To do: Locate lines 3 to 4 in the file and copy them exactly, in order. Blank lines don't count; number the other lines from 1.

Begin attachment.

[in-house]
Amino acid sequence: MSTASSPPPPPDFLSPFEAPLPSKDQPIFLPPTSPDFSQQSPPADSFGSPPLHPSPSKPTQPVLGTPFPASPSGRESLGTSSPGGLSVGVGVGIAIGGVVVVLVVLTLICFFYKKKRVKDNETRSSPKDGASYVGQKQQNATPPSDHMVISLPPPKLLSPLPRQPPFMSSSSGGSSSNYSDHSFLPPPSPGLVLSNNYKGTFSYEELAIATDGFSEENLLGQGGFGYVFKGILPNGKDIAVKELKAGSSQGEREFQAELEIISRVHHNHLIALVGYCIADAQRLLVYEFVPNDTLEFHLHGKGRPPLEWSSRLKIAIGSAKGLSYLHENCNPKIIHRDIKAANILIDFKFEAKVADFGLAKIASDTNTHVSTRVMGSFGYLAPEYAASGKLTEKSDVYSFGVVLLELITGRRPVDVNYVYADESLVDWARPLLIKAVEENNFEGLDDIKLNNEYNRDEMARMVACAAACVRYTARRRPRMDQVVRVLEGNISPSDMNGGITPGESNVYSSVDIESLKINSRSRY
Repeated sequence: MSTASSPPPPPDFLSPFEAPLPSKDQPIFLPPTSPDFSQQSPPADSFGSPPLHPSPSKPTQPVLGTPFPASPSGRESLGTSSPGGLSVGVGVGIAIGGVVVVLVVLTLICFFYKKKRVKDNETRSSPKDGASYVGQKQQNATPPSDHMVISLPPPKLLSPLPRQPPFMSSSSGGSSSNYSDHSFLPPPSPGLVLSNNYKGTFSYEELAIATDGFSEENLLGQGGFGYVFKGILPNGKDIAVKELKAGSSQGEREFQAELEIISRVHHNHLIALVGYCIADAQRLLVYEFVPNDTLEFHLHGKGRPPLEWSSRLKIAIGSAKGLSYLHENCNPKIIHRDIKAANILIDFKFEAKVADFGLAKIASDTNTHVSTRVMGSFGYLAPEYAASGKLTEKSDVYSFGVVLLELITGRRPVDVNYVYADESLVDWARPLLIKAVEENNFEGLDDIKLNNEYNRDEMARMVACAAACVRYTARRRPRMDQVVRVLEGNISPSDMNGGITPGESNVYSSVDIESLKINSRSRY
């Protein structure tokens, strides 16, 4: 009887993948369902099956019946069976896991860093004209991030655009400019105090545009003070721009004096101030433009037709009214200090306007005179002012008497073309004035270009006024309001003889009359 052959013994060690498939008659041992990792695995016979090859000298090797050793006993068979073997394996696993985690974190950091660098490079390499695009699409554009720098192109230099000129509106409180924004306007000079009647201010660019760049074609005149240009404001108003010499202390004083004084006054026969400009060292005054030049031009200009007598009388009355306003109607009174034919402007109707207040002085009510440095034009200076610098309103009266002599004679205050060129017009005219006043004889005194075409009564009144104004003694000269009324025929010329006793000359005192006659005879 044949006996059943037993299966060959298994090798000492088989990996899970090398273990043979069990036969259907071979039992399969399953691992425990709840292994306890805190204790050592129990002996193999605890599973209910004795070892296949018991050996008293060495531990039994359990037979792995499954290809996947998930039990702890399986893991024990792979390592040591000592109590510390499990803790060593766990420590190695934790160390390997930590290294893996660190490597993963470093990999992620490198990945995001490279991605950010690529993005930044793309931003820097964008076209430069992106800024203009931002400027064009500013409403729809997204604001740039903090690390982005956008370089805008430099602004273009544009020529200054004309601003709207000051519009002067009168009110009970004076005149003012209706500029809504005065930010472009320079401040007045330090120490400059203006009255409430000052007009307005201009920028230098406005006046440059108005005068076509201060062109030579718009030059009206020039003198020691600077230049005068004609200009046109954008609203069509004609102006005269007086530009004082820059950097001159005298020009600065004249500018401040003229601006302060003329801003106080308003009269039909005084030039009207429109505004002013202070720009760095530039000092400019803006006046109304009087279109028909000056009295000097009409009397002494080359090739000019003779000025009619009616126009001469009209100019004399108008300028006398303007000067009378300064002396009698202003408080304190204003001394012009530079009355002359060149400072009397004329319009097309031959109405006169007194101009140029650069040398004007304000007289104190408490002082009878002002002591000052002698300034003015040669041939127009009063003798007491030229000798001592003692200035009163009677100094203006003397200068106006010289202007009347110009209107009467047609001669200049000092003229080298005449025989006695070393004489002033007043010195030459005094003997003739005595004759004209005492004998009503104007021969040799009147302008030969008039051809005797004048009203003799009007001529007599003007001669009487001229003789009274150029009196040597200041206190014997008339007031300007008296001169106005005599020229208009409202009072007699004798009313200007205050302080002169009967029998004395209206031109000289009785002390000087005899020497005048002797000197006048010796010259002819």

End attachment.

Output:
Repeated sequence: MSTASSPPPPPDFLSPFEAPLPSKDQPIFLPPTSPDFSQQSPPADSFGSPPLHPSPSKPTQPVLGTPFPASPSGRESLGTSSPGGLSVGVGVGIAIGGVVVVLVVLTLICFFYKKKRVKDNETRSSPKDGASYVGQKQQNATPPSDHMVISLPPPKLLSPLPRQPPFMSSSSGGSSSNYSDHSFLPPPSPGLVLSNNYKGTFSYEELAIATDGFSEENLLGQGGFGYVFKGILPNGKDIAVKELKAGSSQGEREFQAELEIISRVHHNHLIALVGYCIADAQRLLVYEFVPNDTLEFHLHGKGRPPLEWSSRLKIAIGSAKGLSYLHENCNPKIIHRDIKAANILIDFKFEAKVADFGLAKIASDTNTHVSTRVMGSFGYLAPEYAASGKLTEKSDVYSFGVVLLELITGRRPVDVNYVYADESLVDWARPLLIKAVEENNFEGLDDIKLNNEYNRDEMARMVACAAACVRYTARRRPRMDQVVRVLEGNISPSDMNGGITPGESNVYSSVDIESLKINSRSRY
């Protein structure tokens, strides 16, 4: 009887993948369902099956019946069976896991860093004209991030655009400019105090545009003070721009004096101030433009037709009214200090306007005179002012008497073309004035270009006024309001003889009359 052959013994060690498939008659041992990792695995016979090859000298090797050793006993068979073997394996696993985690974190950091660098490079390499695009699409554009720098192109230099000129509106409180924004306007000079009647201010660019760049074609005149240009404001108003010499202390004083004084006054026969400009060292005054030049031009200009007598009388009355306003109607009174034919402007109707207040002085009510440095034009200076610098309103009266002599004679205050060129017009005219006043004889005194075409009564009144104004003694000269009324025929010329006793000359005192006659005879 044949006996059943037993299966060959298994090798000492088989990996899970090398273990043979069990036969259907071979039992399969399953691992425990709840292994306890805190204790050592129990002996193999605890599973209910004795070892296949018991050996008293060495531990039994359990037979792995499954290809996947998930039990702890399986893991024990792979390592040591000592109590510390499990803790060593766990420590190695934790160390390997930590290294893996660190490597993963470093990999992620490198990945995001490279991605950010690529993005930044793309931003820097964008076209430069992106800024203009931002400027064009500013409403729809997204604001740039903090690390982005956008370089805008430099602004273009544009020529200054004309601003709207000051519009002067009168009110009970004076005149003012209706500029809504005065930010472009320079401040007045330090120490400059203006009255409430000052007009307005201009920028230098406005006046440059108005005068076509201060062109030579718009030059009206020039003198020691600077230049005068004609200009046109954008609203069509004609102006005269007086530009004082820059950097001159005298020009600065004249500018401040003229601006302060003329801003106080308003009269039909005084030039009207429109505004002013202070720009760095530039000092400019803006006046109304009087279109028909000056009295000097009409009397002494080359090739000019003779000025009619009616126009001469009209100019004399108008300028006398303007000067009378300064002396009698202003408080304190204003001394012009530079009355002359060149400072009397004329319009097309031959109405006169007194101009140029650069040398004007304000007289104190408490002082009878002002002591000052002698300034003015040669041939127009009063003798007491030229000798001592003692200035009163009677100094203006003397200068106006010289202007009347110009209107009467047609001669200049000092003229080298005449025989006695070393004489002033007043010195030459005094003997003739005595004759004209005492004998009503104007021969040799009147302008030969008039051809005797004048009203003799009007001529007599003007001669009487001229003789009274150029009196040597200041206190014997008339007031300007008296001169106005005599020229208009409202009072007699004798009313200007205050302080002169009967029998004395209206031109000289009785002390000087005899020497005048002797000197006048010796010259002819």